Angelina Jolie not heading to Georgetown after all
The actress has no plans to lecture Stateside.
A Georgetown University representative has shot down reports suggesting Angelina Jolie is set to take her teaching talents to Washington, D.C.
The Salt star became a visiting professor at the London School of Economics (LSE) in May (16), when it was revealed she and former British Foreign Secretary William Hague would lecture for a new one-year master's course, Women, Peace and Security during the 2016/2017 academic year.
Last week (ends05Aug16), it was alleged Jolie would also be teaching a similar class at famed private college Georgetown, but students' hopes have since been dashed.
"We enjoy a partnership with the London School of Economics as part of that work, where Angelina Jolie and William Hague are scheduled to teach a class in the fall," university spokeswoman Rachel Pugh tells People.com.
However, she continues, "There are no current plans for Ms. Jolie to teach at Georgetown."
But that doesn't mean Georgetown educators wouldn't welcome the opportunity to have the Oscar winner and Hague join their team of staff in the future.
"Angelina Jolie and William Hague have an open invitation to share their experiences and perspectives at Georgetown anytime they're able," Pugh adds.
Jolie and Hague previously teamed up to launch the Preventing Sexual Violence Initiative (PSVI) in 2012 in a bid to crack down on sexual attacks in war zones, and their ongoing work led them to stage the first Global Summit to End Sexual Violence in Conflict in 2014.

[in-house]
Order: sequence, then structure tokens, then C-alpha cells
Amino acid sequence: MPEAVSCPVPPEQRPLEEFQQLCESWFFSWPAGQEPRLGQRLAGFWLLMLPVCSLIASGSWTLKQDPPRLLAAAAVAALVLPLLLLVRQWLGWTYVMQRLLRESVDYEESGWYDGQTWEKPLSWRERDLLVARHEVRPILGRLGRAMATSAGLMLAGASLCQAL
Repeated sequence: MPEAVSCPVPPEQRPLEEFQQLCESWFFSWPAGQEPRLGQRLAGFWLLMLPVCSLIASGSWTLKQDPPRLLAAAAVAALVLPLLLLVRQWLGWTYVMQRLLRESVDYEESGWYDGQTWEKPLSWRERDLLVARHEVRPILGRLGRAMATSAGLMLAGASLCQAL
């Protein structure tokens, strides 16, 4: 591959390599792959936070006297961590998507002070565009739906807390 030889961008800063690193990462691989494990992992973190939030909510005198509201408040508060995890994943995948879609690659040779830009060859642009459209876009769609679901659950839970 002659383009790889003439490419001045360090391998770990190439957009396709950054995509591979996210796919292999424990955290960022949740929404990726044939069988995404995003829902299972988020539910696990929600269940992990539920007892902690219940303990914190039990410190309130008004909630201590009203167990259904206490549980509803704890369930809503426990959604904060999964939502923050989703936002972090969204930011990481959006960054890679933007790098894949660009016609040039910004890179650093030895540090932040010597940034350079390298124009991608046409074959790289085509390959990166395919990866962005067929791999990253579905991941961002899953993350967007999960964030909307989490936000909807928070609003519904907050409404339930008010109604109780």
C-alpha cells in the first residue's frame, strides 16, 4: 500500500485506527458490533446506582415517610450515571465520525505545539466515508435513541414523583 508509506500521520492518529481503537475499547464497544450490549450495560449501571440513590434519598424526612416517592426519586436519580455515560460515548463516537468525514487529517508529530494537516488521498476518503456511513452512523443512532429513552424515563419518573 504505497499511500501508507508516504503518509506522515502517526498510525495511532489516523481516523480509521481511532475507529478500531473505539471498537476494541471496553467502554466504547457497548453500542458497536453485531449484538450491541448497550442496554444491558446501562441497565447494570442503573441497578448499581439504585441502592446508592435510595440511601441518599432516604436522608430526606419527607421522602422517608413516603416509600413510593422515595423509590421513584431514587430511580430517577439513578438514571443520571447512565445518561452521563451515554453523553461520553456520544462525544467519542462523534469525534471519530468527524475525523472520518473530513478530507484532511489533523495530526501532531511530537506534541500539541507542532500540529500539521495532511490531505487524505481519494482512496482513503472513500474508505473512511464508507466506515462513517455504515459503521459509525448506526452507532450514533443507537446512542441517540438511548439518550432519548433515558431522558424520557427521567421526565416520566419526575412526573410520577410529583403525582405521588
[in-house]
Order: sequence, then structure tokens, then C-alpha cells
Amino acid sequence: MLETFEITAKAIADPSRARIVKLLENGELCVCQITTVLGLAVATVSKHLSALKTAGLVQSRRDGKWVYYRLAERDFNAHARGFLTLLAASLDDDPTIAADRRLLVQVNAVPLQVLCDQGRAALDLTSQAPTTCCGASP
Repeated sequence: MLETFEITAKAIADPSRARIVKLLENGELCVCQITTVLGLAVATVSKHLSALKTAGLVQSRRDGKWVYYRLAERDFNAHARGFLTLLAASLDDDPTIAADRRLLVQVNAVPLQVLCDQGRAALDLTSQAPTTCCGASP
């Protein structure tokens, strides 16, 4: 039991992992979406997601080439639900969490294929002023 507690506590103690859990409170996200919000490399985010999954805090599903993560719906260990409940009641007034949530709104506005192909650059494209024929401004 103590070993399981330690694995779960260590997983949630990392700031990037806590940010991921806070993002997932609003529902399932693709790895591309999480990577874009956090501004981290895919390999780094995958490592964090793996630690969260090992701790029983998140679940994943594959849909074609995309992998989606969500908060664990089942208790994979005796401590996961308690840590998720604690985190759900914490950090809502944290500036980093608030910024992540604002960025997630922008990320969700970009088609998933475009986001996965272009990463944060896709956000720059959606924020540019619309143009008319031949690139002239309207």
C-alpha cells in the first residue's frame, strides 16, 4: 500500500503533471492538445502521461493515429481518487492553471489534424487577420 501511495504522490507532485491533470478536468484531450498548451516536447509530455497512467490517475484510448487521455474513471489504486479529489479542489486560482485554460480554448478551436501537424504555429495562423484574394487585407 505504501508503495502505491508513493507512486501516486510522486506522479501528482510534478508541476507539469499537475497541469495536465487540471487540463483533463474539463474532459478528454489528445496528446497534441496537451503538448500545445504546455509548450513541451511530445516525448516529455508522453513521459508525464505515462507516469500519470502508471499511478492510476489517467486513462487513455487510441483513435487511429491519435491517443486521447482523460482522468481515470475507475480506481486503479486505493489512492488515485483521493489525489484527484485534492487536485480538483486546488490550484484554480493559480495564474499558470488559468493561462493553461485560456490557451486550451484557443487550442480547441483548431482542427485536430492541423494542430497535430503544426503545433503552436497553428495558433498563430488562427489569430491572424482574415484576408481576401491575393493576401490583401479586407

At the time of her LSE announcement, Jolie, a special envoy for the United Nations refugee agency, admitted she was excited to hear about the new course, which focuses on a subject the actress and humanitarian has been particularly passionate about.
"I am very encouraged by the creation of this master's programme. I hope other academic institutions will follow this example, as it is vital that we broaden the discussion on how to advance women's rights and end impunity for crimes that disproportionately affect women, such as sexual violence in conflict," she previously said in a statement.
"I am looking forward to teaching and to learning from the students as well as to sharing my own experiences of working alongside governments and the United Nations."
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